A Study in Emerald 2nd Edition
It is 1882, and the Old Ones are already here.
They arrived seven hundred years ago and have been ruling the planet ever since. The majority of people just get on with their lives, accepting their monstrous rulers. However, a growing band of revolutionaries wish to free mankind from their slavery. These freedom fighters call themselves the Restorationists. A secret war has already broken out between the Restorationists and the forces loyal to the Old Ones. The invention of dynamite has changed the balance of power, and a lone assassin now has the capacity to destroy an Old One. In this shadow world of assassins, informers, police agents and anarchists, nobody is quite sure who is who and which side they fight for.
The game A Study in Emerald draws its central plot from the award-winning short story penned by Neil Gaiman, in which the worlds of Sherlock Holmes and H.P. Lovecraft are combined to telling effect. However, to create a world detailed enough for players, much has been added from real history. The nineteenth century was a time of unrest, with many colorful characters fighting both for and against the authorities. A Study in Emerald is the outcome of the merging of these three worlds.
Deck-building forms the core of the game. You use influence cubes to bid for the right to draft cards and take control of cities. Each player has a secret identity, either a Restorationist fighting against the creatures or a Loyalist attempting to defend the status quo. Which side you are on determines what you score points for. An additional twist is that the performance of other players on the same side as you can stop you from winning if they are doing particularly badly, so you really want to know who is on which side. More specifically, when the game ends – and this can result from multiple causes, such as a marker on the War or Revolution track hitting 15 or the assassination of a Restorationist player agent – then the sides compare their scores; which side has the lowest score automatically loses, then the player with the highest score on the remaining team wins the game.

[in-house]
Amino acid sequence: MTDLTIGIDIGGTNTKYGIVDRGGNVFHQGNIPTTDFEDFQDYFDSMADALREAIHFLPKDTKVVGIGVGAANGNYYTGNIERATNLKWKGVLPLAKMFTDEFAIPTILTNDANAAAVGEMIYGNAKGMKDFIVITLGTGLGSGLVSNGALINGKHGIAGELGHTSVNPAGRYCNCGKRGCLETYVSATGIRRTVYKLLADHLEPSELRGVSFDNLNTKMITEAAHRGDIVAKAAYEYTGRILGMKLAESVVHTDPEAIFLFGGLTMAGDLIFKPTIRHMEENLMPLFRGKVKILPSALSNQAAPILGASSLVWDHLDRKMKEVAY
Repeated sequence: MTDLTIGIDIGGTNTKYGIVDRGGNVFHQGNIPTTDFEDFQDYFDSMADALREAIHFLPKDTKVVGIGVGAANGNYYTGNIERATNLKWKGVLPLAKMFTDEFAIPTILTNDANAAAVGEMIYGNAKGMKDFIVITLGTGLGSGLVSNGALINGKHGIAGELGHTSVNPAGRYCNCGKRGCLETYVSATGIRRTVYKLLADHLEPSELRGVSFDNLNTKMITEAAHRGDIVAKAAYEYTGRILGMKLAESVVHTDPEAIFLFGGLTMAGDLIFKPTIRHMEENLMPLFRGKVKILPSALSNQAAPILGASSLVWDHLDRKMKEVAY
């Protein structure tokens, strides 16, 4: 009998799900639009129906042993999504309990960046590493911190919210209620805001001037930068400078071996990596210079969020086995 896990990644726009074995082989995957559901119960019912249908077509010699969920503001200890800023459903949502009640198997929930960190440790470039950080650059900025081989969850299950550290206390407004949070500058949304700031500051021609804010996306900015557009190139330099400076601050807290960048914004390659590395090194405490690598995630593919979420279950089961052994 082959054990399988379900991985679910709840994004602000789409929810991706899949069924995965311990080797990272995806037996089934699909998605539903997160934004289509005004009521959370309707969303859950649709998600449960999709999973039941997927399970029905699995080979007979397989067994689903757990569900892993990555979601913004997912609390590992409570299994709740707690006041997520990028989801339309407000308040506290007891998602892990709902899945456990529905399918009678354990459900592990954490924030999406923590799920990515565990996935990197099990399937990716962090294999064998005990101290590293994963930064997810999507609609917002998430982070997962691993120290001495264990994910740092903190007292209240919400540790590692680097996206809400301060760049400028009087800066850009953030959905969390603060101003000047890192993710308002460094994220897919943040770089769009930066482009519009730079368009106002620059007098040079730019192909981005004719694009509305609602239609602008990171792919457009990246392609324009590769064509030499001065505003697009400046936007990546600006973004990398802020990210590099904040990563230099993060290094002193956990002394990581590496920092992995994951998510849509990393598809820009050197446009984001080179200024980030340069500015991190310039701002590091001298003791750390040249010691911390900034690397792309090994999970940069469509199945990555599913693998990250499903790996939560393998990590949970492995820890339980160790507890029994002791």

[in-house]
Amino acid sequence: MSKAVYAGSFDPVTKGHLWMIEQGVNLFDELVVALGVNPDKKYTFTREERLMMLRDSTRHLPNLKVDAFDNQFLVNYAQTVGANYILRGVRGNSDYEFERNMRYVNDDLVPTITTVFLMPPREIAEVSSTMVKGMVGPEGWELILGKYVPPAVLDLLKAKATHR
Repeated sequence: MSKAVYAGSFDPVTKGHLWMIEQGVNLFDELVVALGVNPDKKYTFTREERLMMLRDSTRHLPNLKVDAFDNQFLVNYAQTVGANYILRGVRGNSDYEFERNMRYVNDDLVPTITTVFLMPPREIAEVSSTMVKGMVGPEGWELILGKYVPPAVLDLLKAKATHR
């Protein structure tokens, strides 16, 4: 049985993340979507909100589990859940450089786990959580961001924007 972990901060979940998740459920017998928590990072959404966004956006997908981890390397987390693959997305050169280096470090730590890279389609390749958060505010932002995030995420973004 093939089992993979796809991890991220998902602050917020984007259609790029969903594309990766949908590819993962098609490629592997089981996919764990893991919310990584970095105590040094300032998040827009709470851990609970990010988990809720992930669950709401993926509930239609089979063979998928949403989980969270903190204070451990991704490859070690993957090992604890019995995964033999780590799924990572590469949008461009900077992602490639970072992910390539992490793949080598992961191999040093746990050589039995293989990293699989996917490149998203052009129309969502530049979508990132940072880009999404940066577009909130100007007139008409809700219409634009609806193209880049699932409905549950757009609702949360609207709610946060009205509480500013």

This second edition of A Study in Emerald sports new artwork by Ian O’Toole and Tatiana Kuzilova along with a streamlined set of rules that will hopefully help those folks who found the first version a tad complicated. Inconsistencies have been removed and the number of available actions has been reduced to the minimum, whilst still retaining the mood of paranoia from the first edition.
60 minute play time